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Ten-year sentence for man in child porn case

Posted on Aug 9, 2016 by in Scarborough | 0 comments



TORONTO — A Toronto man found guilty of making and distributing child pornography around the world was sentenced to ten years in prison this week, but the time he has to spend behind bars was cut down after a judge found he was abused in jail.


Brian Way was arrested in 2011 in an investigation that resulted in more than 300 arrests in Canada, the United States, Mexico and other countries.


He was convicted last year on charges related to films he sold online through a company called Azov Films, 57 of which were found to be child pornography involving boys. He also pleaded guilty to charges over his home collection of child pornography.


Earlier this year, however, Way asked for a stay of his convictions or a reduced sentence after alleging he was abused while in custody.


At a sentencing hearing, he testified about being made to strip and “pirouette like a ballet dancer,” left naked in a cell, punched in the face by a guard and “sexually assaulted” by a court officer, all in the first few days of his time in custody.


Justice Julie Thorburn, who heard Way’s case, accepted some of the man’s allegations and found that he had suffered verbal and physical abuse in custody which violated his Charter rights. She did not, however, think a stay of convictions would be appropriate and instead opted to reduce Way’s sentence by six months.


Thorburn also gave Way a credit of seven years and ten months for time he had already spent in custody, which resulted in him being left with 20 months in his sentence.


The police officer who led the investigation into Way expressed disappointment in the sentence.


“Forty four children involved, particularly in these videos, who were exploited over numerous years…they won’t get that portion of their life back,” said Acting Det. Sgt. Paul Krawczyk. “They have been affected and continue to be affected and I just don’t think the sentence reflects that.”


Way’s case involved three sets of charges — the first relating to his home collection of child pornography, the second pertaining to the child pornography films he sold through his business and the third concerning the possession of proceeds of crime from the film business.


Early in his legal proceedings, Way pleaded guilty to possession of child pornography found at his home and to making some of those images available to an undercover police officer.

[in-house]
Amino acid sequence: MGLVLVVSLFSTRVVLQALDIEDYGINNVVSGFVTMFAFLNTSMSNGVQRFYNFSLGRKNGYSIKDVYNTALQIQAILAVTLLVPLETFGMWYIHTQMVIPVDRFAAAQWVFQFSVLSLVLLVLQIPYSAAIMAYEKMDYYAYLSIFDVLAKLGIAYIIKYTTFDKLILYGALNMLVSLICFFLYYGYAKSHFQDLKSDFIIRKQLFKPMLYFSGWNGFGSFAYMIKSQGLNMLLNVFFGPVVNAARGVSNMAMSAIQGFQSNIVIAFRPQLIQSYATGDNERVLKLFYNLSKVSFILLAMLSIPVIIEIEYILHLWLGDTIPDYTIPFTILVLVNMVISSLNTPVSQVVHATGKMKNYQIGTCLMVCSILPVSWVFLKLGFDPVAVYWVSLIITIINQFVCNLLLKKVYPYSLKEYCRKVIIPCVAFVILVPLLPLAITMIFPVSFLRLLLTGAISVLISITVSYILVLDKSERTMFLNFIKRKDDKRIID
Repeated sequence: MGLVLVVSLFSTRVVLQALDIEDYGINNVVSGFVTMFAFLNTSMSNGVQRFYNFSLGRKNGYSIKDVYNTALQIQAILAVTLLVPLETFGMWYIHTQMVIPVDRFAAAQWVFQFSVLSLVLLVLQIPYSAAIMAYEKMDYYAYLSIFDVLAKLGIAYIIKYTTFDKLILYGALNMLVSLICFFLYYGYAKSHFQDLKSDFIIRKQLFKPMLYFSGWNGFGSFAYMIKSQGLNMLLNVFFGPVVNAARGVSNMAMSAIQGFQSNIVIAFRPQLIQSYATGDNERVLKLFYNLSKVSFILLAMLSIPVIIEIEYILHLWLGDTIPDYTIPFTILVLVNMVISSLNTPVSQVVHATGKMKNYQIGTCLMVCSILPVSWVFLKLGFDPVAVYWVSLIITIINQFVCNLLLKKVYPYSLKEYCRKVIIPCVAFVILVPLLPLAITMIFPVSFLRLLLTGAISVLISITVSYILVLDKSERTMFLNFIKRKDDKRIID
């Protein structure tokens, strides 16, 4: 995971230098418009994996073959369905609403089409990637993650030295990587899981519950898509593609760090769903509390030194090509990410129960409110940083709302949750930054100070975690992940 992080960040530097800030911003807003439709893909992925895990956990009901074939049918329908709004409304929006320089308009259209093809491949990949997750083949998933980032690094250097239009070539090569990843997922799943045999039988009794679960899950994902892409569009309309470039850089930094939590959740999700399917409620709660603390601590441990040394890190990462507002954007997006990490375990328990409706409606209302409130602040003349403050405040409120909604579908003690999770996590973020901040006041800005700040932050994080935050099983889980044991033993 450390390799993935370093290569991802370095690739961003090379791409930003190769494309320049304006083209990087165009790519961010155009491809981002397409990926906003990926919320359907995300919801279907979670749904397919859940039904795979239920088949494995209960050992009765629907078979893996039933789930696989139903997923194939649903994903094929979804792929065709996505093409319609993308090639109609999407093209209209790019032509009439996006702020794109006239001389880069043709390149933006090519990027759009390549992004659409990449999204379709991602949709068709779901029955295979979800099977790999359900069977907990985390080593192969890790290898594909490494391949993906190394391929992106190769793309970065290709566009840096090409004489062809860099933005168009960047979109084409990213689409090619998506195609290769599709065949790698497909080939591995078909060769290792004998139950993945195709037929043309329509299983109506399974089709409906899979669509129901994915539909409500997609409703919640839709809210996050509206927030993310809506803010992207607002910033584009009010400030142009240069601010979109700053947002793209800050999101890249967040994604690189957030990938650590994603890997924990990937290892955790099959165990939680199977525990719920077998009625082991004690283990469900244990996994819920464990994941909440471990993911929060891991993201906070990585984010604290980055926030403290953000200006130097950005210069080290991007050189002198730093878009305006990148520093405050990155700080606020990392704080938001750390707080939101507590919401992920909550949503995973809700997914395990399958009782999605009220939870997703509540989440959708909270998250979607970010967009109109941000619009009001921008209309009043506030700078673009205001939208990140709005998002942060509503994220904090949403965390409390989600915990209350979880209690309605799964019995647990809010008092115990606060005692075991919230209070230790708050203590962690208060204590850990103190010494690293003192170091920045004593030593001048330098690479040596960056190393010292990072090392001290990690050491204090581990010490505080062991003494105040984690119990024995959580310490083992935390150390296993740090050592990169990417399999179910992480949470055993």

Way went on to be tried by a judge alone on the charges relating to his business and was found guilty of charges of making, selling and distributing child pornography, as well as possessing money made from selling child pornography.


In her sentencing decision, Thorburn noted that Way had no previous record and had acknowledged his “egregious conduct” and the need for treatment.


“The nature and extent of the pornography collected by Mr. Way in his home causes me grave concern,” Thorburn wrote in her sentencing decision. “However, the possibility of rehabilitation must not be ignored … I also note that while his home collection was both vast and disturbing there is no evidence that he ever assaulted a child.”


She also found that the images in the films and photographs offered for sale through Azov films were “at the low end” of child pornography as they did not show any explicit sexual acts among the boys.


“However, there is evidence that Mr. Way knowingly encouraged pedophiles to spend time with the young boys in the film in order to get footage for his films,” she wrote. “There is also evidence he knew the boys were being groomed as, in the case of one boy, Mr. Way approached him shortly after his eighteenth birthday to request that he star in an adult pornography film for him.”


During Way’s trial, his lawyer argued the movies weren’t sexual but depicted the nudist lifestyle by showing boys engaging in various activities while nude.


But Thorburn found the material, which was offered for sale in 92 countries, had resulted in psychological harm to young boys.


“It was agreed that the court could take into account that some boys felt disgraced when they realized the films were sold around the world, some suffered anxiety and agitation, lack of drive and some felt their lives had changed forever.”


Way was also issued a $20,000 fine and three years probation.


By Diana Mehta, The Canadian Press



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